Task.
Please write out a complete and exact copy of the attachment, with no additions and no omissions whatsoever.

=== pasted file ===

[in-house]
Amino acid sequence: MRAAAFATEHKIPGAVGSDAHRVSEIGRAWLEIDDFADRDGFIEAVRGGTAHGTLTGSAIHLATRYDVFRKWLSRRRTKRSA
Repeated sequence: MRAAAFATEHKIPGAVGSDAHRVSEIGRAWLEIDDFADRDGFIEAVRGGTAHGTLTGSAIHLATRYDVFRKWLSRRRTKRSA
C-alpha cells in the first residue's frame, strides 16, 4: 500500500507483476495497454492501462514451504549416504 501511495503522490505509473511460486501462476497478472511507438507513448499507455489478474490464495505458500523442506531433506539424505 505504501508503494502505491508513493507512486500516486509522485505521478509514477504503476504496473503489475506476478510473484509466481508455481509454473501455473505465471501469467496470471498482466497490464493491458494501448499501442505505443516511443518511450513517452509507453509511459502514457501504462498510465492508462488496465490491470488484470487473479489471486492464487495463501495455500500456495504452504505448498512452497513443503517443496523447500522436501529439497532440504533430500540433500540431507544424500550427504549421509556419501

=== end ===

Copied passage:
[in-house]
Amino acid sequence: MRAAAFATEHKIPGAVGSDAHRVSEIGRAWLEIDDFADRDGFIEAVRGGTAHGTLTGSAIHLATRYDVFRKWLSRRRTKRSA
Repeated sequence: MRAAAFATEHKIPGAVGSDAHRVSEIGRAWLEIDDFADRDGFIEAVRGGTAHGTLTGSAIHLATRYDVFRKWLSRRRTKRSA
C-alpha cells in the first residue's frame, strides 16, 4: 500500500507483476495497454492501462514451504549416504 501511495503522490505509473511460486501462476497478472511507438507513448499507455489478474490464495505458500523442506531433506539424505 505504501508503494502505491508513493507512486500516486509522485505521478509514477504503476504496473503489475506476478510473484509466481508455481509454473501455473505465471501469467496470471498482466497490464493491458494501448499501442505505443516511443518511450513517452509507453509511459502514457501504462498510465492508462488496465490491470488484470487473479489471486492464487495463501495455500500456495504452504505448498512452497513443503517443496523447500522436501529439497532440504533430500540433500540431507544424500550427504549421509556419501